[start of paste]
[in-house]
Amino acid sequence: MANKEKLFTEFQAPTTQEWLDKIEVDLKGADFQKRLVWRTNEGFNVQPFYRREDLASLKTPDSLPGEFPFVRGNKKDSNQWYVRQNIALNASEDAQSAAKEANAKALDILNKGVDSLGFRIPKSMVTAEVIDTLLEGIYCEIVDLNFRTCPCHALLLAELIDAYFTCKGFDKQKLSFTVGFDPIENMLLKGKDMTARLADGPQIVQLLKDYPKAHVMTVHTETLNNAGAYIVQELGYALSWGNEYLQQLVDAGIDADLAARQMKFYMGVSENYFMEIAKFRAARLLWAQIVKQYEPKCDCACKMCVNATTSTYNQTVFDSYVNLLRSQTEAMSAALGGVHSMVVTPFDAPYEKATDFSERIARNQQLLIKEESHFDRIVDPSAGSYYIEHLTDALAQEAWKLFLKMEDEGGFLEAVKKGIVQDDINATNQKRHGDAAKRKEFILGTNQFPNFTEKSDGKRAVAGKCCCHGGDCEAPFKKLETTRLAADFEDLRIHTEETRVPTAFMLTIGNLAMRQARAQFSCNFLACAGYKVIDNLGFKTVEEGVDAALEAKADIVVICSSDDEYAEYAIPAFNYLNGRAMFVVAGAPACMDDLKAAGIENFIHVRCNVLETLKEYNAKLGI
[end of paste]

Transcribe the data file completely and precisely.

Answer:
[in-house]
Amino acid sequence: MANKEKLFTEFQAPTTQEWLDKIEVDLKGADFQKRLVWRTNEGFNVQPFYRREDLASLKTPDSLPGEFPFVRGNKKDSNQWYVRQNIALNASEDAQSAAKEANAKALDILNKGVDSLGFRIPKSMVTAEVIDTLLEGIYCEIVDLNFRTCPCHALLLAELIDAYFTCKGFDKQKLSFTVGFDPIENMLLKGKDMTARLADGPQIVQLLKDYPKAHVMTVHTETLNNAGAYIVQELGYALSWGNEYLQQLVDAGIDADLAARQMKFYMGVSENYFMEIAKFRAARLLWAQIVKQYEPKCDCACKMCVNATTSTYNQTVFDSYVNLLRSQTEAMSAALGGVHSMVVTPFDAPYEKATDFSERIARNQQLLIKEESHFDRIVDPSAGSYYIEHLTDALAQEAWKLFLKMEDEGGFLEAVKKGIVQDDINATNQKRHGDAAKRKEFILGTNQFPNFTEKSDGKRAVAGKCCCHGGDCEAPFKKLETTRLAADFEDLRIHTEETRVPTAFMLTIGNLAMRQARAQFSCNFLACAGYKVIDNLGFKTVEEGVDAALEAKADIVVICSSDDEYAEYAIPAFNYLNGRAMFVVAGAPACMDDLKAAGIENFIHVRCNVLETLKEYNAKLGI